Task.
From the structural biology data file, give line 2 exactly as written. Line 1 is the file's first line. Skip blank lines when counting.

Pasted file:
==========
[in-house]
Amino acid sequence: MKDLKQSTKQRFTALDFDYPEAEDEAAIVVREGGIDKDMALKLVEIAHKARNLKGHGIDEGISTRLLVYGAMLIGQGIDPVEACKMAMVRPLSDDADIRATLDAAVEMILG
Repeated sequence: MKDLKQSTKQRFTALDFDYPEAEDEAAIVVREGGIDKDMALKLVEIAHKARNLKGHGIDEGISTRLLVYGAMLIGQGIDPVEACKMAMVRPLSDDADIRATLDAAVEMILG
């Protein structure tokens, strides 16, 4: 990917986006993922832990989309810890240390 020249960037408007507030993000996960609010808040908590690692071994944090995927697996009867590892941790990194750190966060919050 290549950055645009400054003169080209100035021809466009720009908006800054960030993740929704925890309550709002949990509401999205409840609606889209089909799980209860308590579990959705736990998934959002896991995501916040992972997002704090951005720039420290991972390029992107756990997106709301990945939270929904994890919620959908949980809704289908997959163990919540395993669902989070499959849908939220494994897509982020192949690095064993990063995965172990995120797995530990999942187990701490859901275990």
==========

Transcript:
Amino acid sequence: MKDLKQSTKQRFTALDFDYPEAEDEAAIVVREGGIDKDMALKLVEIAHKARNLKGHGIDEGISTRLLVYGAMLIGQGIDPVEACKMAMVRPLSDDADIRATLDAAVEMILG